“Uncertainties in absolute calibration and the algorithms used to determine Earth’s radiation budget from satellite measurements are too large to enable Earth’s energy imbalance to be quantified in an absolute sense.” ( Cited from the conclusions).

    • Posted Nov 28, 2017 at 2:14 PM | Permalink

      Steve, I have a comment in moderation. If i used a “banned word”, it was not intentionally… English is not my native language! 🙂 AFAIK it was not a comment about basic physics also…

    • Lance Wallace
      Posted Nov 29, 2017 at 1:27 AM | Permalink

      Frank, I read the linked paper but could not find your quote in the conclusions section.

      • Posted Nov 29, 2017 at 12:14 PM | Permalink

        Lance, sorry, right quotation, the wrong link. The right one to the recent paper is:

        • Lance Wallace
          Posted Nov 29, 2017 at 2:02 PM | Permalink

          OK, thanks, Frank. The quote at the beginning of a paragraph in the conclusions section apparently refers to the rather large 1-sigma uncertainty on the net flux of 4.3 W/m^2 in Table 5. However, the same table includes a much smaller value of 0.71 W/m^2 after applying a “constraint”. So is it +0.71 +/- 8.6 W/m^2 (95% range)? Not too helpful…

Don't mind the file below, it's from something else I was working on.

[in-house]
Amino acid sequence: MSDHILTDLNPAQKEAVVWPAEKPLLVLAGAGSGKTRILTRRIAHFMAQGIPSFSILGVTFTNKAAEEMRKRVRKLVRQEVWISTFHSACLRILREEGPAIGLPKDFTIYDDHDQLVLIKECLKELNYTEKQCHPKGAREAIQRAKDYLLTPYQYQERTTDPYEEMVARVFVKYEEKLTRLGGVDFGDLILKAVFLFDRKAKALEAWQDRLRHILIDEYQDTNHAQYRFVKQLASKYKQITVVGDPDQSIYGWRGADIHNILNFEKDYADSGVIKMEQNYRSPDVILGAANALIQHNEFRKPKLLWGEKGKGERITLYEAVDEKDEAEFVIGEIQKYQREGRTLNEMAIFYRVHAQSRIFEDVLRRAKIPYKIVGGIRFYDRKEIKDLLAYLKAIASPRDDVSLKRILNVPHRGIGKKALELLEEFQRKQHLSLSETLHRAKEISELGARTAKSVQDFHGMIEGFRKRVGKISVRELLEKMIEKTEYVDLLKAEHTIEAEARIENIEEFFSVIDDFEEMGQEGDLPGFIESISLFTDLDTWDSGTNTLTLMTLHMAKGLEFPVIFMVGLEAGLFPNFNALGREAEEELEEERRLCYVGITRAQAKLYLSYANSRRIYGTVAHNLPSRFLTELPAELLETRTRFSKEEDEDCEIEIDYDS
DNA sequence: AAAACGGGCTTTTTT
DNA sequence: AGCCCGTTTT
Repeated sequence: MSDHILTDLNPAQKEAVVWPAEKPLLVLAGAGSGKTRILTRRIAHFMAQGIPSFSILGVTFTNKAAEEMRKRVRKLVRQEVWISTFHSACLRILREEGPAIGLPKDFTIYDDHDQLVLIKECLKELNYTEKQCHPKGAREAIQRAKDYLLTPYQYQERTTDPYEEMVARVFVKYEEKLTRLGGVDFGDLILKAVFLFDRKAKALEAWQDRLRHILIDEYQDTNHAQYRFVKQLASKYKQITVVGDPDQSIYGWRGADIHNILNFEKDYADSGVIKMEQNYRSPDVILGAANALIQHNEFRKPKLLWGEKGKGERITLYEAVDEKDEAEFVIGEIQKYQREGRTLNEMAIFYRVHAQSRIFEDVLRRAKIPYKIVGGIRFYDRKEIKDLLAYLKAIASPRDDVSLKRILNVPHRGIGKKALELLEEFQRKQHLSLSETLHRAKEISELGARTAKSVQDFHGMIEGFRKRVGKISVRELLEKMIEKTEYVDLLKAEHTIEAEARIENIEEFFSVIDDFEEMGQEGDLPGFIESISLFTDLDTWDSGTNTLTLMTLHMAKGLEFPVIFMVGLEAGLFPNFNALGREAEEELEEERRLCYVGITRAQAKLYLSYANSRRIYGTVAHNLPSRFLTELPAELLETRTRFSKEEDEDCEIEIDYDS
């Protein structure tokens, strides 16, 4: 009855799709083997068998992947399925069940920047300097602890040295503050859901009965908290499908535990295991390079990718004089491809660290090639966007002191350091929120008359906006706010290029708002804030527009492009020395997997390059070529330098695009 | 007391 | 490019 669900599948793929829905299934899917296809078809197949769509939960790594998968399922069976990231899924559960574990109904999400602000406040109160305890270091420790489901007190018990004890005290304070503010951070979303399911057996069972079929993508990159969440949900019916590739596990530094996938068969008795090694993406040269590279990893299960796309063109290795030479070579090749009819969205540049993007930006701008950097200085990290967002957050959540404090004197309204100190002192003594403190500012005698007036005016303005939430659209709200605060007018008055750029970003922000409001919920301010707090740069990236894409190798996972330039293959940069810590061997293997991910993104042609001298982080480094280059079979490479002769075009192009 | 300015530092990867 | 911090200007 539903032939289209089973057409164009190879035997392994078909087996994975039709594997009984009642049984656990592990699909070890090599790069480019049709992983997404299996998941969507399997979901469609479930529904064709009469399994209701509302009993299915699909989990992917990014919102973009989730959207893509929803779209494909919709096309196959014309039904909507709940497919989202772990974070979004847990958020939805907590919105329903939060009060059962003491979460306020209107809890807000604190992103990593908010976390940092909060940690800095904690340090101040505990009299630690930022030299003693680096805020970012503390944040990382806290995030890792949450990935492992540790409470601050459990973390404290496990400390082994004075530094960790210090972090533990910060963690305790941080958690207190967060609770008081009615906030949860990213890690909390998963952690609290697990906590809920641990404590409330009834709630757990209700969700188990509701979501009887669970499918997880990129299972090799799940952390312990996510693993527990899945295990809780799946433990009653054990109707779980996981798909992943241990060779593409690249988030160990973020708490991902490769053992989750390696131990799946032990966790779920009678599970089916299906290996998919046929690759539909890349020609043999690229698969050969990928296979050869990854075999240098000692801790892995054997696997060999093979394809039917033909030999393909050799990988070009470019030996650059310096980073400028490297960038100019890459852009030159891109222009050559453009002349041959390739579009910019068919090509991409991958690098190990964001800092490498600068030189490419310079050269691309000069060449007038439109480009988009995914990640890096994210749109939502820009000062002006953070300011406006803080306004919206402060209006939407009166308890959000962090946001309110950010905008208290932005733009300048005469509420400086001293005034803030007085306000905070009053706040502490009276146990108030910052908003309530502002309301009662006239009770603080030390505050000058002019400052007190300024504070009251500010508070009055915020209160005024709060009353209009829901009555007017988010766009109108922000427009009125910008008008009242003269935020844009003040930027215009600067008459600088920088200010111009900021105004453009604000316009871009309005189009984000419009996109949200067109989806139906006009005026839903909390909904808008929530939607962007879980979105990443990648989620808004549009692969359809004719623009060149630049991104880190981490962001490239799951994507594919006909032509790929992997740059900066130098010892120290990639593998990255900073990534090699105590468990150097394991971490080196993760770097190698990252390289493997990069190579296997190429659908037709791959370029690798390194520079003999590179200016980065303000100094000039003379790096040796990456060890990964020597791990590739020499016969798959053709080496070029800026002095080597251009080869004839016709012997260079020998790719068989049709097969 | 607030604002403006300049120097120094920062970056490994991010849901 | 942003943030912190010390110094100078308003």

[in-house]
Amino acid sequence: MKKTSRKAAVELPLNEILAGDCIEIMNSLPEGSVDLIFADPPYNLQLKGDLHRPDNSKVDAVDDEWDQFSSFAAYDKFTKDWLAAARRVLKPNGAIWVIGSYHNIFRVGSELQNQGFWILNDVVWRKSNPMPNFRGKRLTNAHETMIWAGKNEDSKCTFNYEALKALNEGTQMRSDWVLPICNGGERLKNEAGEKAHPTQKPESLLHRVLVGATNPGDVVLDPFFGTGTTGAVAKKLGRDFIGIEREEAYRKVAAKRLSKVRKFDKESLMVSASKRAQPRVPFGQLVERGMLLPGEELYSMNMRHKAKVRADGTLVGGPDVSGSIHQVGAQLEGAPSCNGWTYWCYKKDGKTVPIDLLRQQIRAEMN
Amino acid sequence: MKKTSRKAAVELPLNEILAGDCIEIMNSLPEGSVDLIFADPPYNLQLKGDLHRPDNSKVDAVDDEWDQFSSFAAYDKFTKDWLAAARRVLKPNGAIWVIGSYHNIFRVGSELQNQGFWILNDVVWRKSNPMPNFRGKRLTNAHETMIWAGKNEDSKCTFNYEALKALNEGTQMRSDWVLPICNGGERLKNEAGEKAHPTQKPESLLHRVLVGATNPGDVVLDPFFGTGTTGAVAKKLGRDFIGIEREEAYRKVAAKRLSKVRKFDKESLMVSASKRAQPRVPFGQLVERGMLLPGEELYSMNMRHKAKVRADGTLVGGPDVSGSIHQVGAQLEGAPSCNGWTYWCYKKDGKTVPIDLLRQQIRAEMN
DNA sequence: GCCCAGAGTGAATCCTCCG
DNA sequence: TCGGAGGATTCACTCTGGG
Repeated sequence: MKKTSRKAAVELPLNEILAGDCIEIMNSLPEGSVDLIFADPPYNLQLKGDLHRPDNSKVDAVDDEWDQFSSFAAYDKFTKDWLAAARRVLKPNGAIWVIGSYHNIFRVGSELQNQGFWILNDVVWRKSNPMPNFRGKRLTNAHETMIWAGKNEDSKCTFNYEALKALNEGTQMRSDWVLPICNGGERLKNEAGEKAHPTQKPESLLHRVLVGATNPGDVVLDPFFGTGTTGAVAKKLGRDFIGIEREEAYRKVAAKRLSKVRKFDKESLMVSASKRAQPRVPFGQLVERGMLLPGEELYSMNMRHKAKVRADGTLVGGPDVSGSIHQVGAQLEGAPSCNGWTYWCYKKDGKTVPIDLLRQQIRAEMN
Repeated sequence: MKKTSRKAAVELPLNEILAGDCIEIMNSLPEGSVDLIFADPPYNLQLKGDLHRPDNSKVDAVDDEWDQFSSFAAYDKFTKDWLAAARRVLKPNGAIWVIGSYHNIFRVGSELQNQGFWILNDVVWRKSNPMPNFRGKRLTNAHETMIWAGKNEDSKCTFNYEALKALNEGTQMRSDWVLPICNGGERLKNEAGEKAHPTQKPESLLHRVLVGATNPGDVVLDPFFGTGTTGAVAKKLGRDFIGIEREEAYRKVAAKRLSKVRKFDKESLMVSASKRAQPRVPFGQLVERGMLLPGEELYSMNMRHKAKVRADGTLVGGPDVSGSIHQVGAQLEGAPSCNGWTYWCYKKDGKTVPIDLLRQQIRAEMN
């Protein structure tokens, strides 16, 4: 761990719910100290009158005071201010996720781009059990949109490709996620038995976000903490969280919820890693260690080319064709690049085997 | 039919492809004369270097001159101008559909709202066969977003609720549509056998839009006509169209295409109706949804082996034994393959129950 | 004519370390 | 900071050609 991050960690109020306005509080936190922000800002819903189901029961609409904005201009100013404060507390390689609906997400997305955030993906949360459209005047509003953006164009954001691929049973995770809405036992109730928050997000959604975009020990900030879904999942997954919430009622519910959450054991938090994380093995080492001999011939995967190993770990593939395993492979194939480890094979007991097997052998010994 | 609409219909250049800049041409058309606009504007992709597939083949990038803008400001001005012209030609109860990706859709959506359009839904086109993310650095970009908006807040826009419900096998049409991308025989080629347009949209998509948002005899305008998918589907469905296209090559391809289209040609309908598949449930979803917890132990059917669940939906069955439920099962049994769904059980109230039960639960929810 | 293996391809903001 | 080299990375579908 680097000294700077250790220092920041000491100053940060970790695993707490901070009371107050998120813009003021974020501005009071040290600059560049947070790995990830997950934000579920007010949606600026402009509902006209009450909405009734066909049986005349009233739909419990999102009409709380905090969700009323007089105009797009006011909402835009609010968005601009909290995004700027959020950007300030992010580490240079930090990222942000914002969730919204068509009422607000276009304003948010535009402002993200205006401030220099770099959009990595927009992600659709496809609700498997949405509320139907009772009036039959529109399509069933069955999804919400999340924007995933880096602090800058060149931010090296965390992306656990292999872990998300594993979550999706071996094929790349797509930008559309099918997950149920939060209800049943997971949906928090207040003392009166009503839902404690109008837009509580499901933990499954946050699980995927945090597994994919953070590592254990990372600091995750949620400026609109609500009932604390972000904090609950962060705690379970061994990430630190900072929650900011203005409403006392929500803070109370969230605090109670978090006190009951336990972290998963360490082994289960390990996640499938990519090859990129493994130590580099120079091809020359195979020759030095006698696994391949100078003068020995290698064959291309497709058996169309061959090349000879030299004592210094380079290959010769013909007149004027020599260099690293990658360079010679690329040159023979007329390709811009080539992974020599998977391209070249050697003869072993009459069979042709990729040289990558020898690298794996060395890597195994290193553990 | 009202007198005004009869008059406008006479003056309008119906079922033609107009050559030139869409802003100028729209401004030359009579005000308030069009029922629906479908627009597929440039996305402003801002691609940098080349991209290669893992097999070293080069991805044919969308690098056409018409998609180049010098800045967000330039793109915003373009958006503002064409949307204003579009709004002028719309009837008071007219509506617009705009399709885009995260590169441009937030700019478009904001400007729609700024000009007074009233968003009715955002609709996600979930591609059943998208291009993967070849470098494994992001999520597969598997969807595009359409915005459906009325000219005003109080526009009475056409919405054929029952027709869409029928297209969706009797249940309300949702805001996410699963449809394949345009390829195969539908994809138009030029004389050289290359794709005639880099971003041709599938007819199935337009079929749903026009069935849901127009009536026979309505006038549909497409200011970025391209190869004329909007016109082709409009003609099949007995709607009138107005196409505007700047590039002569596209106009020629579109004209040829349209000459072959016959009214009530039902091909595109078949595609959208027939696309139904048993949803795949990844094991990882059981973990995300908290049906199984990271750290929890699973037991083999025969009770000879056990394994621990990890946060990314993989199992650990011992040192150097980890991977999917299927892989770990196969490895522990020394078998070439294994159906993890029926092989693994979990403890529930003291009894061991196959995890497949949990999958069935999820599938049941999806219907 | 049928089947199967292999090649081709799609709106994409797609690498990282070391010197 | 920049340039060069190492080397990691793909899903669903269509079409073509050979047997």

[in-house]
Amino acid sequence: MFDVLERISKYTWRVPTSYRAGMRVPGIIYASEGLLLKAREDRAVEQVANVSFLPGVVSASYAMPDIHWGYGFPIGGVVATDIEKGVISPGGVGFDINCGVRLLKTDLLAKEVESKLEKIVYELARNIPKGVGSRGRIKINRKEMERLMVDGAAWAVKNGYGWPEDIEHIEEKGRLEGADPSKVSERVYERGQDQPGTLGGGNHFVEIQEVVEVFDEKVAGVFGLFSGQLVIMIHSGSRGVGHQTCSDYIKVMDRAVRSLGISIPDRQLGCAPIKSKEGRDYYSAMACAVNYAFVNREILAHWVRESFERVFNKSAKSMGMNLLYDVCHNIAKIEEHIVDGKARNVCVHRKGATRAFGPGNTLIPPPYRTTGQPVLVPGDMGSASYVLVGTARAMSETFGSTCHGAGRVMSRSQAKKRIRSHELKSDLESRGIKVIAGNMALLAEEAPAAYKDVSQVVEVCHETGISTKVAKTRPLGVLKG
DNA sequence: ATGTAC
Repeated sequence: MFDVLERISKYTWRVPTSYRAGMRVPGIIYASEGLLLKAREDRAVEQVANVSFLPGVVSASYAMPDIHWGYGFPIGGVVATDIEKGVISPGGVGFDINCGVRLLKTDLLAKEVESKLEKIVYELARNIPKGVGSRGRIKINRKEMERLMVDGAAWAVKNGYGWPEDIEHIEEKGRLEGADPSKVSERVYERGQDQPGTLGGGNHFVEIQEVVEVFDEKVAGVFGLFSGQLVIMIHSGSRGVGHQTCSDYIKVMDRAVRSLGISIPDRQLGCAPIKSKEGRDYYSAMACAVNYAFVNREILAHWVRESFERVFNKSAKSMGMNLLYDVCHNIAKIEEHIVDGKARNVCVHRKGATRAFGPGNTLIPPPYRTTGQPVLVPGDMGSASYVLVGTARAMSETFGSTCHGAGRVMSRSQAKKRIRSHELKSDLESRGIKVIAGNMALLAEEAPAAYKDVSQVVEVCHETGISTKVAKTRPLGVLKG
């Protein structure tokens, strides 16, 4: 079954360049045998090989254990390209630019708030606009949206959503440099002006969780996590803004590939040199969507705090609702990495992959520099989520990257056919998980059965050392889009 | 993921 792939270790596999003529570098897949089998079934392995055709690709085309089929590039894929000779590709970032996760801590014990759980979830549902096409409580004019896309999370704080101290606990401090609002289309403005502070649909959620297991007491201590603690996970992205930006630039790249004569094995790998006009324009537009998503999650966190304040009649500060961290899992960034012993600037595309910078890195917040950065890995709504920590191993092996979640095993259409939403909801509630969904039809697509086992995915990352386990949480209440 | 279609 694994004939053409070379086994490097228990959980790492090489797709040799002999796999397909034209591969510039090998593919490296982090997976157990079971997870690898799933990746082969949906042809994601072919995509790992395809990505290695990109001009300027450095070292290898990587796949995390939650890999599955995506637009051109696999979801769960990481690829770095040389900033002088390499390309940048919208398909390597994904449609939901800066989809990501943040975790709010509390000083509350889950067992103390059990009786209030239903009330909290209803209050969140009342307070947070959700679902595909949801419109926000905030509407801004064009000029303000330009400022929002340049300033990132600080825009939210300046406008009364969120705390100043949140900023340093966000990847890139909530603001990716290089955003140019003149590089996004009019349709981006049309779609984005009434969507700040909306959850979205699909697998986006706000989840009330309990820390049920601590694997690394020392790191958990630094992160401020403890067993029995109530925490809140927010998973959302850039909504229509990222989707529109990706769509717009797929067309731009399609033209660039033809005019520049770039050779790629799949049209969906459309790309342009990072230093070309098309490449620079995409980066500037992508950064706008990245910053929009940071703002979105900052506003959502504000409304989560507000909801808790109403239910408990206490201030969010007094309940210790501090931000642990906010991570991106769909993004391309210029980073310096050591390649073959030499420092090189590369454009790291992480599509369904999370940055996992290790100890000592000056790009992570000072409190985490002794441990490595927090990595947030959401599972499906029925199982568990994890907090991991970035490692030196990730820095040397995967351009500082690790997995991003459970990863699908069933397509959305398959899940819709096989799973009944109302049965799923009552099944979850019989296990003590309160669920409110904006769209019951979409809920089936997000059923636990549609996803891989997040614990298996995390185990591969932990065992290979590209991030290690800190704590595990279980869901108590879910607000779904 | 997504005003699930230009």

But even if we got a good nonzero number for the net flux, would it be meaningful? Perhaps the net flux is positive for 500 years while the ocean is overturning or some other cycle is playing itself out, and then negative for the next 500.

        • Posted Nov 29, 2017 at 3:45 PM | Permalink

          That’s why my argument vs. the Gavin paper with the claim that they used TOA imbalance for tuning their model. This value is not observable independend of the model estimates.